The Netflix Revolution

The latest quarter results for Netflix, a service website that enables its users with access to television shows and movies via online streaming and in the mail, saw its membership increase by 610,000. According to CEO Reed Hastings, this marked the biggest surge in the number of users, a sharp rebound from a debacle last summer when 800,000 members quit the service following an unexpected price hike and Netflix’s decision, which has since been reversed, to separate the company’s streaming and mail-order DVD rental businesses.

In an industry once dominated by firms like Blockbuster and Hollywood Video, Netflix has since taken over the competition by revolutionizing the video rental process. First, it pioneered the movie-by-mail business that put many video rental stores out of business. Instead of having customers travel to the stores, Netflix essentially reversed this relationship by directly reaching out to the customers themselves.

The company also made highlight in making a smooth transition from “old technology” (delivering movies via mail) to “new technology” (having an online database that streams movies and shows online). Since then, Netflix has transformed the way people watch television shows and films. Currently, it boasts over 75 thousand selections for its 24.4 million subscribers in the US, Canada, and even parts of Central America.

Critics of the company are quick to posit that the success of Netflix is an ephemeral phenomenon. They claim that just as Netflix was able to overtake its competitors in a short span of time, it too will be a victim of technological innovations in the near future. All businesses rise and fall. People believed MySpace would last for a long time, given the great level of innovation in networking it brought to the market at the time… until companies like Facebook emerged. Perhaps there will be a time when a new innovative high- flier shuts down Netflix’s business. However, current conditions indicate that it won’t happen for any time soon.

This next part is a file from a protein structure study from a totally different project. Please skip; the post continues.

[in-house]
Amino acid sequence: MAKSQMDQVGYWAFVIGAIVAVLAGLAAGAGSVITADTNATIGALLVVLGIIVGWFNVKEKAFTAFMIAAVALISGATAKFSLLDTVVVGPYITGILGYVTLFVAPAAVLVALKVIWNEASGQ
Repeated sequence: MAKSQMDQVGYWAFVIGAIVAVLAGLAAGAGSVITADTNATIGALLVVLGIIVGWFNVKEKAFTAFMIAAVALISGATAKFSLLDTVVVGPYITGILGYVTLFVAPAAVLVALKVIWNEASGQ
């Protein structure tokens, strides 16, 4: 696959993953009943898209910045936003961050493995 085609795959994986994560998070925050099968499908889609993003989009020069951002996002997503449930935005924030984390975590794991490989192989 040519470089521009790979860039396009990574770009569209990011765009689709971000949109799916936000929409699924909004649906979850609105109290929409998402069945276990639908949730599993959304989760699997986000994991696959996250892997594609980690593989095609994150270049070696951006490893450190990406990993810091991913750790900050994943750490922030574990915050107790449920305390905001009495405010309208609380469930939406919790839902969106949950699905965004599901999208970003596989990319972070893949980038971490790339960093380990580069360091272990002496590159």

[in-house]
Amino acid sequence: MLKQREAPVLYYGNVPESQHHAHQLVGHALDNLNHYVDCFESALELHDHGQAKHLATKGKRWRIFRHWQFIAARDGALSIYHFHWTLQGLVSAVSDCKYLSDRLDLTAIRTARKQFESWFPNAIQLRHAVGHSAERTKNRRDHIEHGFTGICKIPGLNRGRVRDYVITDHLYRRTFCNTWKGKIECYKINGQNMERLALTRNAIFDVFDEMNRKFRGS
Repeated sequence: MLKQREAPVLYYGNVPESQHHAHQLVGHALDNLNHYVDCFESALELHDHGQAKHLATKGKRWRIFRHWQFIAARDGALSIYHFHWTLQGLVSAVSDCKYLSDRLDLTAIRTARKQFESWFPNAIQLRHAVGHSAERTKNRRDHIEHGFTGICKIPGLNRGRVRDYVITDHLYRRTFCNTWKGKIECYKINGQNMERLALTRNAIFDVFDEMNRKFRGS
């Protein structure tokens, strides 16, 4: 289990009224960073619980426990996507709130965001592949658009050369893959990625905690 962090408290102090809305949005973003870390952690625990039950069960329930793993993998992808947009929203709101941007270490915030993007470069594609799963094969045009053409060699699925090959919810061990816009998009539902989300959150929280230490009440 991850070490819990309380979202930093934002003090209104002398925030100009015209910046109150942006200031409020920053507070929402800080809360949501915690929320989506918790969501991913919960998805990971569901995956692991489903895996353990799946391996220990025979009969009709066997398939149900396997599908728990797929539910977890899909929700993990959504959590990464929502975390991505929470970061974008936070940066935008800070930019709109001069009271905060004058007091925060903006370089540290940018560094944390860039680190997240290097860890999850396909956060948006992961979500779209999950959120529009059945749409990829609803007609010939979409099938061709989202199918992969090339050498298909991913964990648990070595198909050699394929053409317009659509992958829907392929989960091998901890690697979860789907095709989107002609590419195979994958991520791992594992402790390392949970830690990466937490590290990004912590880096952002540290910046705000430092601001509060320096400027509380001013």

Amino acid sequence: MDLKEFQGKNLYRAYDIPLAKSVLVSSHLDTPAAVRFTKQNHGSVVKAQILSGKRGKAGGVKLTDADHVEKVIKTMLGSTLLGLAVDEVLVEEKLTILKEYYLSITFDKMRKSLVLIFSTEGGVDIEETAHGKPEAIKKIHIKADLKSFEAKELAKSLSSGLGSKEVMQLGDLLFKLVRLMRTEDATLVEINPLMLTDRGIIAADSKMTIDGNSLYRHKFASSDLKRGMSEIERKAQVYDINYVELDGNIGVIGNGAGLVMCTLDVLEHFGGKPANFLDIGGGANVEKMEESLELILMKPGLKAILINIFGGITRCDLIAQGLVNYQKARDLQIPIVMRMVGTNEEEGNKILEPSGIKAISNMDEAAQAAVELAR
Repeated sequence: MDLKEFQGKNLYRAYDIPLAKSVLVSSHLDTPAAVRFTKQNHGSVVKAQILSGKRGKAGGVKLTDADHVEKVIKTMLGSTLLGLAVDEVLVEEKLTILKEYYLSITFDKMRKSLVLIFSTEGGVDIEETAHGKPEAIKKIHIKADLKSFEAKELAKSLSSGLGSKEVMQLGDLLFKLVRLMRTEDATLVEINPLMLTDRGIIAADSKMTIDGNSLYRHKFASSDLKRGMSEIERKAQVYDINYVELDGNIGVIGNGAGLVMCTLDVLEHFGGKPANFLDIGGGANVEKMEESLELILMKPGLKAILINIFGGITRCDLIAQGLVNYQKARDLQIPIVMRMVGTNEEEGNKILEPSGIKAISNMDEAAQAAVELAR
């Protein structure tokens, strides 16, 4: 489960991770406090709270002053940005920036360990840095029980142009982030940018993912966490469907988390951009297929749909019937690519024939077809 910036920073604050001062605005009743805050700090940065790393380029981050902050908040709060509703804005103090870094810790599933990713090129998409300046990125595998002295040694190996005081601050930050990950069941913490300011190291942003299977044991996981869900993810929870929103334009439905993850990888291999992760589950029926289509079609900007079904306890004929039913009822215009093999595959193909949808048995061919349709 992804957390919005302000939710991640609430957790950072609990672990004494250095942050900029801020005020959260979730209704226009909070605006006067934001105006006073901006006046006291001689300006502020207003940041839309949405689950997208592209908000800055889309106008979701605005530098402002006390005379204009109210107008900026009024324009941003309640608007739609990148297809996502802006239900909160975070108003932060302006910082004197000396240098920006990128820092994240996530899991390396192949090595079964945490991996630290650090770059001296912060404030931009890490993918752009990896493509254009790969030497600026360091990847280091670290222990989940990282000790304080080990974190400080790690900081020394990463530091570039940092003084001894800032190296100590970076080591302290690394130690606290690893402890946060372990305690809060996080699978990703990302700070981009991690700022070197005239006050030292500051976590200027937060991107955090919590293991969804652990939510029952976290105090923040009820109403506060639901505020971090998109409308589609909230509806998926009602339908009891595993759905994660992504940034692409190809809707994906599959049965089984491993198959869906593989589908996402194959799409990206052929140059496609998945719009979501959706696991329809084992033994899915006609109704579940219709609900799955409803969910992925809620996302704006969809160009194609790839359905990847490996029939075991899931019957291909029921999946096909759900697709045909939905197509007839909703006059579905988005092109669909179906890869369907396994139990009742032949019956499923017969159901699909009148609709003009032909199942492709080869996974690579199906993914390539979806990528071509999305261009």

In the midst of heightened public sensitivity over Internet piracy due to H.R.3261 (Stop Online Piracy Act) and S.968 (Protect Intellectual Property Act), Netflix is one of the few that is insulated from the consequences of these legislations. Although Representative Lamar Smith (R-TX) has withdrawn the House bill, the Senate legislation is still up for debate. However, regardless of whether PIPA is passed into law or vetoed, Netflix will be in good standing.

If the bill passes, Netflix would become the most financially viable option to watching shows and movies for many consumers. Besides the computer gurus who might be able to work around the regulations and download from illegal websites or networks, most consumers are left to seek legal alternatives. Having to pay ten dollars for a movie ticket versus paying eight dollars for a monthly Netflix membership fee, the consumers would much rather choose the latter because consumers can access many more shows while paying less per shows that they watch. By having a Netflix account, subscribers can view thousands of television shows and movies provided by the website. Rather than being able to watch the one movie from buying the movie ticket, consumers can watch many more shows for the same price.

Furthermore, having the ability to stream for shows online eliminates the implicit costs of time and money to travel to video stores or the movie theaters. Therefore, consumers who may otherwise not have subscribed to Netflix will have even more incentives to subscribe if online piracy regulations are passed into law.

This may give Netflix a near monopoly power over the industry, which they can leverage to hike up membership fees. However as long as they can adjust their monthly charges at a reasonable rate, it seems hard to doubt the continuity of Netflix’s high- flying success. Even if the bill is not passed, Netflix can still potentially benefit from this result, as some consumers worried about the legitimacy of their pirated contents may end up switching to the legally viewable sites like Netflix.

Additionally, in a high-piracy environment, Netflix can profit from favorable contracts with media companies. As content owners become more disheartened to see their content being shared without them receiving any revenue, they will offer more favorable negotiating terms to Netflix, which can help them monetize beyond box-office tickets, pay-per-view or DVD sales.

Internet piracy will never completely go away, but the ebb and flow is something that Netflix can capitalize on. Perhaps Netflix is the true winner of this ongoing battle over online piracy.